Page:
8 November 2021
“They forced to stand on a cold concrete floor during the whole lesson”
— What questions related to school education are addressed to our organization?
The first is the punishment and humiliation of the dignity of the child at school. Such cases are not treated so often now, but they happen.
Once we were helping a mother whose child was late for school. And for this he was forced to stand on a cold concrete floor without shoes, in the corner, during the whole lesson. This is not only a risk of catching a cold, but also humiliating.
Why are such cases treated infrequently? Sometimes parents do not want to spoil relations with the school and the teacher, sometimes the child himself believes that this is in the order of things, the norm, since the teacher behaves like this, for example, calls a student. Due to the fact that now almost all children have phones, it is possible to record audio or video, the number of such cases has decreased. And teachers are trying to behave more correctly.
There have been no feedback yet, although at our seminars teachers tell us that students sometimes behave badly, are rude, and it is difficult to influence them. We inform teachers that there is an administrative responsibility for the obscenities, insults, and parents will be responsible if they have not taught the child to behave correctly. But the teachers themselves very rarely use these articles, they do not want to “take the trash out of the hut” — it is not accepted in the system.
“The child has no right to vote in the educational process”
I am concerned about the school approach that it has little respect for the child’s opinion during the educational process. How does he participate in this process, how is it interesting to him and how interactive are the classes? Has a child got the right to vote in the educational process at all?
We still have, basically, a vertical system, when a child has to listen to boring lectures from a teacher, without saying a word at the desk, write down for forty minutes what they tell him. Everything is too standard, the same, instead of having a live dialogue, talking, using some interactive means, getting the child interested, finding their own approach.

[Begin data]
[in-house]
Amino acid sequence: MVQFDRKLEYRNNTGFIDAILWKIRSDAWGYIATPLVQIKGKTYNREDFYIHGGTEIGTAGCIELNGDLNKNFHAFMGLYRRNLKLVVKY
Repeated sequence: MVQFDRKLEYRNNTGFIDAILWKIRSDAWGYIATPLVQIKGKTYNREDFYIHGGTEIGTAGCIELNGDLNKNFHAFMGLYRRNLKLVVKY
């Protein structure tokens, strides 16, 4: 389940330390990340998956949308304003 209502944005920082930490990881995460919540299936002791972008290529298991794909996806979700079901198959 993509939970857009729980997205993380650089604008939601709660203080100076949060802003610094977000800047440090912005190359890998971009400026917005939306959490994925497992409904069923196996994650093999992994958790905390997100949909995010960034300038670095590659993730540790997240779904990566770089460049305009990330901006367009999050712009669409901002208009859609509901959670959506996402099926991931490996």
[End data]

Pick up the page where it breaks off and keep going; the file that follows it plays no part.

There are good examples, but this is still an infrequent phenomenon. My eldest daughter studies at the lyceum, there is more choice there. You can go in different directions, taking into account the inclinations of the child. They try to make it interesting to live in school. This greatly affects the involvement: the child runs to school with joy, does not want to leave. She lives a full, interesting life there. But this, unfortunately, is rather an exception to the general rules of schools.
“They shouldn’t care what color the child’s hair is”
I am also concerned about the attempts of constant control by the school to make everyone the same. I think sometimes it borders on humiliation, starting from the school uniform and claims to the child’s appearance. “Why did you come with painted hair or with an earring in your ear?” If I, Mom, allow her to do this, why should it bother strangers at school? Why do they make claims and restrict my child’s self-expression, instead of engaging in their direct functions – education?
Up to the point that you can’t go to school in white sneakers because it turns out that this is not a classic version of clothing. And boys must always wear ties and bow ties for eight hours – I think this is just a mockery of a child, almost cruel treatment. Why should everyone be the same? Are they training military or civil servants?